Dr. Sarah Friebert is changing the world for pediatric palliative care patients, one step at a time.
As the founder and director of Akron Children’s Haslinger Family Pediatric Palliative Care Center, she has been caring for patients and families, educating her fellow medical providers and partnering with community members for more than a decade.
During that time, she has become a well-known advocate for pediatric palliative care on a national and international level.
Recently, the Center to Advance Palliative Care (CAPC) selected Dr. Friebert to give a keynote speech at its National Seminar on Nov. 7.
CAPC provides healthcare professionals with the tools, training and technical assistance to start and continue successful palliative care programs in hospitals. Dr. Friebert will be the first ever pediatric palliative care specialist to keynote.
“When I found out I was invited to be a keynote speaker, I was very excited,” Dr. Friebert said. “I am thrilled to get pediatrics in the spotlight.”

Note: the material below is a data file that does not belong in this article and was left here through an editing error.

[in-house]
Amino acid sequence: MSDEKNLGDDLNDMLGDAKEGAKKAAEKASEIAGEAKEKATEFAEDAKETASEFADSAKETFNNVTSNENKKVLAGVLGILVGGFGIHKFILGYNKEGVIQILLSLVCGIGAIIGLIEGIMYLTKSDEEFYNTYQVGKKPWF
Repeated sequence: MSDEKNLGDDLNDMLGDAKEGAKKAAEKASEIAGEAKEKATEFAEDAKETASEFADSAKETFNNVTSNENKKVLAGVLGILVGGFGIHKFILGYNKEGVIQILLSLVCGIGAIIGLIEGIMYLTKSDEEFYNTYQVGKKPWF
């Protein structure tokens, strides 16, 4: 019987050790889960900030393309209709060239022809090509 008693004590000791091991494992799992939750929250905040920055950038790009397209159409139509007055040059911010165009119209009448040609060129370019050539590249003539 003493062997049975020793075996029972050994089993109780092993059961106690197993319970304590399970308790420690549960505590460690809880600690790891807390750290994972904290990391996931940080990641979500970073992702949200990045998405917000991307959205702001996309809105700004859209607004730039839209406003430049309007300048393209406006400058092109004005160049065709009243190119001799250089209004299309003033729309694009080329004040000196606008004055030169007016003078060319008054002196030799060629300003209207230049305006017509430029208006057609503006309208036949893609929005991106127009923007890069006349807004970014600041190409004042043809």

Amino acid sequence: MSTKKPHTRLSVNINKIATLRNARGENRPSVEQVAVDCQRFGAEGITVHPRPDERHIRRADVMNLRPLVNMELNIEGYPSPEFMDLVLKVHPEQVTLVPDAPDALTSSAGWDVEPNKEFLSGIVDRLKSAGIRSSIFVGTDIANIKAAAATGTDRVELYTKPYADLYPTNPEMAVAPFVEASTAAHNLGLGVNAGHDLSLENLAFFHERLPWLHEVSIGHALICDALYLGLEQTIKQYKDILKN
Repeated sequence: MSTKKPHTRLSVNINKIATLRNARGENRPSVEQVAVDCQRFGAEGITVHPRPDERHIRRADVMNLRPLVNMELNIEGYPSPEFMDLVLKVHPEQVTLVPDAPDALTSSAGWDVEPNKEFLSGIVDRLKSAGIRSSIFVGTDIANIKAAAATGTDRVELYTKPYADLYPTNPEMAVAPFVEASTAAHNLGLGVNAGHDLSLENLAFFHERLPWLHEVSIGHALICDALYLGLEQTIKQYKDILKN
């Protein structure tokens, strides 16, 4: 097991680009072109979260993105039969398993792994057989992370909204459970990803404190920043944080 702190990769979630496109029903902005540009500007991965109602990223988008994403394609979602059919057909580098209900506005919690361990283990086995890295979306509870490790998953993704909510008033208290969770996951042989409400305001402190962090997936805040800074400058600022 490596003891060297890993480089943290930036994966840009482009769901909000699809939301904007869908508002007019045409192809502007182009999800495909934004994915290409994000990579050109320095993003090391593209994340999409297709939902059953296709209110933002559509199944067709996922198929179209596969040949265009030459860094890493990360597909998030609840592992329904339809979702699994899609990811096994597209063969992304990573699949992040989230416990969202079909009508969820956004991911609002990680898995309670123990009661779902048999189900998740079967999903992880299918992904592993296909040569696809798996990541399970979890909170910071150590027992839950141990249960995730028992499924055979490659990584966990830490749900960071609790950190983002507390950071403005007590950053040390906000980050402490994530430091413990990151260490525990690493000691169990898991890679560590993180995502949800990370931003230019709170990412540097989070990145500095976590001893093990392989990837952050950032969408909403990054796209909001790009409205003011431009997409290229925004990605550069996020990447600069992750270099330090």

Her presentation will focus on pediatric palliative care and the medical home model.
“The medical home model focuses on comprehensive care for children and their families,” she said. “It centers care on being timely, accessible, family-centered, coordinated, continuous, compassionate and culturally-sensitive. This model allows us to integrate palliative care into the medical home for children with medical complexity.”
The seminar’s attendees include palliative care providers and those interested in bringing palliative care to their hospitals and communities. She hopes to inspire others to branch out into pediatric palliative care by breaking the stereotypes that surround the discipline.
“We are in need of some rebranding,” she said. “Palliative care is not hospice. Despite decades of educational outreach, it is still thought to be just for terminal patients. Instead, palliative care is actually a great resource for children with complex medical conditions.”
Dr. Friebert added that palliative care focuses on providing patients with relief from the symptoms and stress of a serious illness, whatever their diagnosis. The goal is to improve quality of life for both the patient and the family.
“I want to break down the existing barriers that make it scary for families and providers,” said Dr. Friebert. “Palliative care should be a key component of healthcare, as it has the capacity to improve healthcare for all in the long run.”